|Publication number||US5254991 A|
|Application number||US 07/737,959|
|Publication date||Oct 19, 1993|
|Filing date||Jul 30, 1991|
|Priority date||Jul 30, 1991|
|Publication number||07737959, 737959, US 5254991 A, US 5254991A, US-A-5254991, US5254991 A, US5254991A|
|Inventors||Peter Ruetz, Po Tong|
|Original Assignee||Lsi Logic Corporation|
|Export Citation||BiBTeX, EndNote, RefMan|
|Patent Citations (3), Non-Patent Citations (2), Referenced by (48), Classifications (5), Legal Events (4)|
|External Links: USPTO, USPTO Assignment, Espacenet|
This invention relates to decoding of Huffman codes, and in particular relates to circuits for decoding Huffman codes.
Huffman codes or codewords are space-efficient variable length binary representations of data. An example of Huffman code use is found in the "JPEG Digital Compression and coding of Continuous-tone Still Images, Draft ISO 10918, 1991" by the Joint Picture Expert Group (JPEG) of the ANSI X3L2.8 committee. In Annex C of the above JPEG Document, JPEG specifies a particular way to generate Huffman code tables for use with entropy encoding of still pictures. Various circuits have been developed to decode Huffman codes. In general, these circuits either decode a Huffman code iteratively using sequential logic (i.e. one or two bits at a time, until the last bit of the code is recognized), or in parallel (i.e. decode the entire code in one clock period) using combinatorial logic. The latter method of decoding Huffman codes is known as "fast decoding."
One method in the prior art for fast decoding Huffman codes is illustrated in FIG. 1. As shown in FIG. 1, a circuit 100 is provided with an alignment buffer 101, a content-addressable memory (CAM) 102 and a random access memory (RAM) 103. The alignment buffer 101 receives a set of bits containing at least one Huffman code of length L, which lies anywhere within the W-bit input word (L≦W) on the terminals of bus 104. The width W of the alignment buffer 101's input word is the maximum width for which a Huffman codeword may be received by this circuit 100. Upon receiving the Huffman codeword, the alignment buffer 101 provides an output word at its output bus 105. This output word on bus 105 is the input Huffman codeword shifted such that the first bit of the Huffman code is aligned to be the first bit of the output word on bus 105 from alignment buffer 101. The memory location in CAM 102, which is addressed by the W bits on the bus 105, contains an n-bit address. This n-bit address is then used on bus 106 to address RAM 103. The size of RAM 103 is determined by the number of accepted Huffman codewords, which is between 2n-1 and 2n in this example, where n is an integer representing the number of bits in each address in RAM 103. The word in RAM 103 corresponding to the n-bit address on bus 106 contains both the length L and the decoded value of the Huffman code. The length L of the Huffman code thus decoded can then be fed back on the bus 107 to the alignment buffer 101 for aligning the next Huffman code contained in the input word on bus 104.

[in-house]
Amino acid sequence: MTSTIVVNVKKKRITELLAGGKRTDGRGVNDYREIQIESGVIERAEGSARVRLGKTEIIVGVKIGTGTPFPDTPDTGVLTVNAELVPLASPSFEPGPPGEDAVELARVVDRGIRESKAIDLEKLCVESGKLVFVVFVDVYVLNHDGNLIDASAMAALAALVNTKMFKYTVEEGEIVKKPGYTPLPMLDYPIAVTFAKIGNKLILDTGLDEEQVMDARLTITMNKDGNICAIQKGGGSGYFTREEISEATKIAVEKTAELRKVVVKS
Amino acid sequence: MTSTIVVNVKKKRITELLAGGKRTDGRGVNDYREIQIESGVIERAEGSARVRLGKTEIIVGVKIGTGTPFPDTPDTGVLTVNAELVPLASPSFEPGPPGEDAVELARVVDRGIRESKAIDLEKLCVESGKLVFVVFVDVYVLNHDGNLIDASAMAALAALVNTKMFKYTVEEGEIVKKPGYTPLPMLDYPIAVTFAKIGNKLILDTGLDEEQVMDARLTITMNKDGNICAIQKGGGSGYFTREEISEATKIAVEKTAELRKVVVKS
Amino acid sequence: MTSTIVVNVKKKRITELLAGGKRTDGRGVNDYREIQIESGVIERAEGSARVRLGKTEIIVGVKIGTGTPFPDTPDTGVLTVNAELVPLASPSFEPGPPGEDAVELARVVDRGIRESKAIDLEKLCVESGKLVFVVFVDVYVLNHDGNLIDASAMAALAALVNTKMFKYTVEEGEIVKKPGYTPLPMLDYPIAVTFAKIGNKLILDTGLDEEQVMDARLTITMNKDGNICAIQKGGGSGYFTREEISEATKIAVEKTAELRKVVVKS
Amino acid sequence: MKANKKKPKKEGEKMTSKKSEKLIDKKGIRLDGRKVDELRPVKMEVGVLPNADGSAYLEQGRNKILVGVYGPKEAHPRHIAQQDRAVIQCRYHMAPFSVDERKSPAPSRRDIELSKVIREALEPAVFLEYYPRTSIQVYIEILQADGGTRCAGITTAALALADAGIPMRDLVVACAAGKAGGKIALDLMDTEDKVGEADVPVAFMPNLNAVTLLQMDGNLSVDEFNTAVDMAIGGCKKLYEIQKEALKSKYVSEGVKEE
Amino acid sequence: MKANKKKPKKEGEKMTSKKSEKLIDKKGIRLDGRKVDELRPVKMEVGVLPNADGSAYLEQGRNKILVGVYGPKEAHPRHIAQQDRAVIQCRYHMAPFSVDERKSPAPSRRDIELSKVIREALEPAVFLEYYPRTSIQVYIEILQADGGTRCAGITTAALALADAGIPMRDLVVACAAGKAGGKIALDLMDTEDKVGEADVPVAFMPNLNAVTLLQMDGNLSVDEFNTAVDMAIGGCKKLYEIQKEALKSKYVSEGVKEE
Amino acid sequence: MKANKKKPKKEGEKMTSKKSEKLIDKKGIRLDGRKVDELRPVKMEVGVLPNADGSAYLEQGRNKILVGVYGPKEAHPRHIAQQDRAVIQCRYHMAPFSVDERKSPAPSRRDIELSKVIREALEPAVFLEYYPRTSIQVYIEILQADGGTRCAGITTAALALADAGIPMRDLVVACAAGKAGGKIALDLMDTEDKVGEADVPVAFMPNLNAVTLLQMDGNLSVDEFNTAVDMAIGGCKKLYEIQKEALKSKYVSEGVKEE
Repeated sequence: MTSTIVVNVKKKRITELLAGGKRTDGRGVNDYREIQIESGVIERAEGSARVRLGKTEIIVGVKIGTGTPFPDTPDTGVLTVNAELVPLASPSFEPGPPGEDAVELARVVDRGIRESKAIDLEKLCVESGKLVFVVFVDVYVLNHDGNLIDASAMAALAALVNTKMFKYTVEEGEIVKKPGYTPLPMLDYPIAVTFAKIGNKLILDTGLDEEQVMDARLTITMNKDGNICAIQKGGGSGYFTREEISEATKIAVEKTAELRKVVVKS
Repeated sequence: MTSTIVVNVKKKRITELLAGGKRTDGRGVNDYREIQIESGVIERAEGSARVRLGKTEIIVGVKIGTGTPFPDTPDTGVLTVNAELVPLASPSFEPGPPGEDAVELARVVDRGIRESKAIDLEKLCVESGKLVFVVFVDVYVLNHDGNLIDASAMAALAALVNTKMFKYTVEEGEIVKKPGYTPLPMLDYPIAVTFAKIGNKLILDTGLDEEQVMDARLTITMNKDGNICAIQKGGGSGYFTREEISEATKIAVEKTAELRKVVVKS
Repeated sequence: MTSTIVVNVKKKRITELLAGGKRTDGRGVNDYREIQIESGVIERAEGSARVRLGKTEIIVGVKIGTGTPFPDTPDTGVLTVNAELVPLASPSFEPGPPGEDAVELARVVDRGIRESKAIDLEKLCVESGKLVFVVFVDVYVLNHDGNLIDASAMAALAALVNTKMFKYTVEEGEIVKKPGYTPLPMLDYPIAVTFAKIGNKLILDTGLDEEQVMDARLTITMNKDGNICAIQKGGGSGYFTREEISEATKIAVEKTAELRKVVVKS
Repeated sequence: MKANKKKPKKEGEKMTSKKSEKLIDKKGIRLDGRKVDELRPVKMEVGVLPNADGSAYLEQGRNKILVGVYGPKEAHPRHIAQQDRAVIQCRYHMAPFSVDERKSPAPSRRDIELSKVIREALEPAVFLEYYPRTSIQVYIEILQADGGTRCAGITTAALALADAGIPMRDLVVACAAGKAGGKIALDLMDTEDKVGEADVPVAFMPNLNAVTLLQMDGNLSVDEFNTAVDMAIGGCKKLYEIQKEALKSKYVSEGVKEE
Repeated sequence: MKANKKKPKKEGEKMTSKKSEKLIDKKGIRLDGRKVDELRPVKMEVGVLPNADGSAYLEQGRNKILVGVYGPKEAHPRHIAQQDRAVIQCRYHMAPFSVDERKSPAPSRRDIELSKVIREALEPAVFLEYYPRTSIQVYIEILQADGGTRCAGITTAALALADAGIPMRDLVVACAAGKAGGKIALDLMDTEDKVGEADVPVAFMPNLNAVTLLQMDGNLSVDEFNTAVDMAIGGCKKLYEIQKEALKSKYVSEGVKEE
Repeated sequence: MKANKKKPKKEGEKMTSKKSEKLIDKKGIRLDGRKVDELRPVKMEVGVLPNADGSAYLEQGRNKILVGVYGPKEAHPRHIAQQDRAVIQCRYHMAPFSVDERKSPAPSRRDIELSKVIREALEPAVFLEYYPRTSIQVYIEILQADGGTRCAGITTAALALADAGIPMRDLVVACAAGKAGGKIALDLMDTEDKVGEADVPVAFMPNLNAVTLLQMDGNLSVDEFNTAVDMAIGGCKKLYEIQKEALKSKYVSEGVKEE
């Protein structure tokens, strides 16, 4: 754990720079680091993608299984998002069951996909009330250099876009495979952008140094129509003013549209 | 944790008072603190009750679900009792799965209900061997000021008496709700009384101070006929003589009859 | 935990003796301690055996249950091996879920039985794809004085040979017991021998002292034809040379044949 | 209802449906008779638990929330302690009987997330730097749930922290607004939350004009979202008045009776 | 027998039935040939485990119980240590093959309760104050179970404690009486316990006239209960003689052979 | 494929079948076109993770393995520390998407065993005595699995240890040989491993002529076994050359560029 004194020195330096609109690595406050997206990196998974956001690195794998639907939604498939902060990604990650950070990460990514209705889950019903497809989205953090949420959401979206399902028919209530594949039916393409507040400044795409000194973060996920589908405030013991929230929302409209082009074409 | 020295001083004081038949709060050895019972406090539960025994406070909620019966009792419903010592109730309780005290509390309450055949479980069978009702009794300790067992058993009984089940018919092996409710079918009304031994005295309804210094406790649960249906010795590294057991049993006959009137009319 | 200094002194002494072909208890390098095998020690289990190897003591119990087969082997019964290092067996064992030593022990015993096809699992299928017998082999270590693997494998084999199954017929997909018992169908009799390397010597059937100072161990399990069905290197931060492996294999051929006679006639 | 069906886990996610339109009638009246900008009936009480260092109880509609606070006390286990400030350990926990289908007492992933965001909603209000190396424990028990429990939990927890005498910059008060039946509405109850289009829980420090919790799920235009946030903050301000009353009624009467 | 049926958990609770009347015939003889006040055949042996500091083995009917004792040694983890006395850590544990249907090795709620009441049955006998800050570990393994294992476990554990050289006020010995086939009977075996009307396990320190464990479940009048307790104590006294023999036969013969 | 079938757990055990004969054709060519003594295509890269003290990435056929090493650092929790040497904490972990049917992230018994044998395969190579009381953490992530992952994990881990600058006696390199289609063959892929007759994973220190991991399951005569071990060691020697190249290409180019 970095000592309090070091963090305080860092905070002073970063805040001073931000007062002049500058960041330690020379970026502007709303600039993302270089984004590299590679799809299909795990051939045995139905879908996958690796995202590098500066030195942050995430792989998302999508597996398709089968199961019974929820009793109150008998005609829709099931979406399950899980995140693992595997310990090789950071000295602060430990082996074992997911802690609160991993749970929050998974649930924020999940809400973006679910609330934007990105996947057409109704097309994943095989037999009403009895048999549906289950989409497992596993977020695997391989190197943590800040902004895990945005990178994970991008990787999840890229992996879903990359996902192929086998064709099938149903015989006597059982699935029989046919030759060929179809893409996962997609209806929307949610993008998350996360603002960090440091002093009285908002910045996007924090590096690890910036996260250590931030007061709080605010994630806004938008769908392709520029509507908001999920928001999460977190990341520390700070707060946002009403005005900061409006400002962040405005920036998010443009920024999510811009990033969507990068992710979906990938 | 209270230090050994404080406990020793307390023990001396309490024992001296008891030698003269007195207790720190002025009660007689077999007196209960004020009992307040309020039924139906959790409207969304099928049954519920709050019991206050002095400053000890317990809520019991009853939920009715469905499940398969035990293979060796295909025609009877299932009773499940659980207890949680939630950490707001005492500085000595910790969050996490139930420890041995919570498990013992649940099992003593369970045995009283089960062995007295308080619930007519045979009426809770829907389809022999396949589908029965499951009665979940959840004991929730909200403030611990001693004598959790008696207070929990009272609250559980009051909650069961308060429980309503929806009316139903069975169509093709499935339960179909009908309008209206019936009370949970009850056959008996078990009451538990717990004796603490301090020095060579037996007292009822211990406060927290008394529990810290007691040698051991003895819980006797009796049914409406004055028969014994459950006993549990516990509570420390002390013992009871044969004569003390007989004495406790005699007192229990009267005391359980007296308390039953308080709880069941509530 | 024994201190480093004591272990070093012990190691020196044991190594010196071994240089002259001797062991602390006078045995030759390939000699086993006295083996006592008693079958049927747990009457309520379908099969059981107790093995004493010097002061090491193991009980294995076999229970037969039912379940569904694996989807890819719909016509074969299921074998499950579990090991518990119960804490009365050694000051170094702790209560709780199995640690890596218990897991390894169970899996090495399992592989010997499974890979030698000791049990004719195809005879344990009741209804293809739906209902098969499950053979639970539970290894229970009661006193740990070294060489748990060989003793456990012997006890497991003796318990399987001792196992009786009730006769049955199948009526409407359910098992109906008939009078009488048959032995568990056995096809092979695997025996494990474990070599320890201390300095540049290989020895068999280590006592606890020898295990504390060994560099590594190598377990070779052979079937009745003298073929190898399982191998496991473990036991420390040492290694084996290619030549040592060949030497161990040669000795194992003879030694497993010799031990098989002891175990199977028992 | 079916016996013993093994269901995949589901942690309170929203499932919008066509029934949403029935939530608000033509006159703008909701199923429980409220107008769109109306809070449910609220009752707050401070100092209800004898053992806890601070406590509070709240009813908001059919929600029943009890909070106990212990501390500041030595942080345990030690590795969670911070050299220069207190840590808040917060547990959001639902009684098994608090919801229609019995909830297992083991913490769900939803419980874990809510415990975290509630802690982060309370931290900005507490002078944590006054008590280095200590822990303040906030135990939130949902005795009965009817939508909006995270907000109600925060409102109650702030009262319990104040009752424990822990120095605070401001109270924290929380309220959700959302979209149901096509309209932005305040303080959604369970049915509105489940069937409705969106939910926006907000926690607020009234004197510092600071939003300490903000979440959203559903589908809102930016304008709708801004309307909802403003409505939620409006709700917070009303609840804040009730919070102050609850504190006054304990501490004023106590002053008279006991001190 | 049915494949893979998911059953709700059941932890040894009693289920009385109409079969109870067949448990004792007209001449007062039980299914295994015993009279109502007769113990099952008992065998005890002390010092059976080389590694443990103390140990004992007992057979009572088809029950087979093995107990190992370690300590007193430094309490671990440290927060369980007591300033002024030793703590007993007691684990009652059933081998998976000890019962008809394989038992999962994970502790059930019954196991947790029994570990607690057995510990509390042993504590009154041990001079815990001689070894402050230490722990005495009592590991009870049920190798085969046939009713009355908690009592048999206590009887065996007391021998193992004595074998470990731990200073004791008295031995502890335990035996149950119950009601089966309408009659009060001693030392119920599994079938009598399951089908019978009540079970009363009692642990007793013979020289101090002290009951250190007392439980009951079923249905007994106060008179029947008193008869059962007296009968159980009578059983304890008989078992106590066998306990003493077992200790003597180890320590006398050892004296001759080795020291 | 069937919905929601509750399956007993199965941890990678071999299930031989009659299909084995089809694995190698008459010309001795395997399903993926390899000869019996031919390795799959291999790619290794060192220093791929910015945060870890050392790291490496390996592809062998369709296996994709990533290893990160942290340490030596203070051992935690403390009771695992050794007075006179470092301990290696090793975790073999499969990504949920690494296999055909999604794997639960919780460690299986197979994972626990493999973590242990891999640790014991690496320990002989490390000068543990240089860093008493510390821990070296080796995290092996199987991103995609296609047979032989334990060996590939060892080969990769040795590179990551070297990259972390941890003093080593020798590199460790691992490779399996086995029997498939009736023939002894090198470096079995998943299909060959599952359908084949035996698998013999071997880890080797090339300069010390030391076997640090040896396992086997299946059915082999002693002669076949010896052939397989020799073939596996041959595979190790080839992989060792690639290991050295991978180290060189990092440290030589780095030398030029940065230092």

The approach taken by the prior art, e.g. in circuit 100 of FIG. 1, depends on the availability of an efficiently implemented CAM. CAMs are not readily available in some technologies. Without using a CAM, in order to achieve fast decoding, all the bits of a Huffman codeword would have to be used to address a RAM. The size of such a RAM is impractical and enormous.
A structure and a method are provided for fast-decoding a Huffman code using means for recognizing the number of leading 1's in the Huffman codeword up to a predetermined maximum, and means for removing from the Huffman codeword both the number of leading 1's recognized and detected, and depending upon the number of leading 1's detected, the bit immediately following the leading 1's.